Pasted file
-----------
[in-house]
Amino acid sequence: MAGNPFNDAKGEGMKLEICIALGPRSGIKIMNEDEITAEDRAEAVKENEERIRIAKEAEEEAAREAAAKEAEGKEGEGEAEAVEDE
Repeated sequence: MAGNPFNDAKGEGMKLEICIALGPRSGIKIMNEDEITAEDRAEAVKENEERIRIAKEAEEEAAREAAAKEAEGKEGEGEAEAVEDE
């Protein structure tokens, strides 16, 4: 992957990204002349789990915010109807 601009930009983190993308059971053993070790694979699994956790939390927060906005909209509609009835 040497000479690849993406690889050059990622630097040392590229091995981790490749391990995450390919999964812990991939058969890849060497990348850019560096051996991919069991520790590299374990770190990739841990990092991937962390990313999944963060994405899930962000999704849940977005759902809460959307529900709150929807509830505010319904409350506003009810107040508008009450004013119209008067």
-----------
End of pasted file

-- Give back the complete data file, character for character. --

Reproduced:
[in-house]
Amino acid sequence: MAGNPFNDAKGEGMKLEICIALGPRSGIKIMNEDEITAEDRAEAVKENEERIRIAKEAEEEAAREAAAKEAEGKEGEGEAEAVEDE
Repeated sequence: MAGNPFNDAKGEGMKLEICIALGPRSGIKIMNEDEITAEDRAEAVKENEERIRIAKEAEEEAAREAAAKEAEGKEGEGEAEAVEDE
């Protein structure tokens, strides 16, 4: 992957990204002349789990915010109807 601009930009983190993308059971053993070790694979699994956790939390927060906005909209509609009835 040497000479690849993406690889050059990622630097040392590229091995981790490749391990995450390919999964812990991939058969890849060497990348850019560096051996991919069991520790590299374990770190990739841990990092991937962390990313999944963060994405899930962000999704849940977005759902809460959307529900709150929807509830505010319904409350506003009810107040508008009450004013119209008067």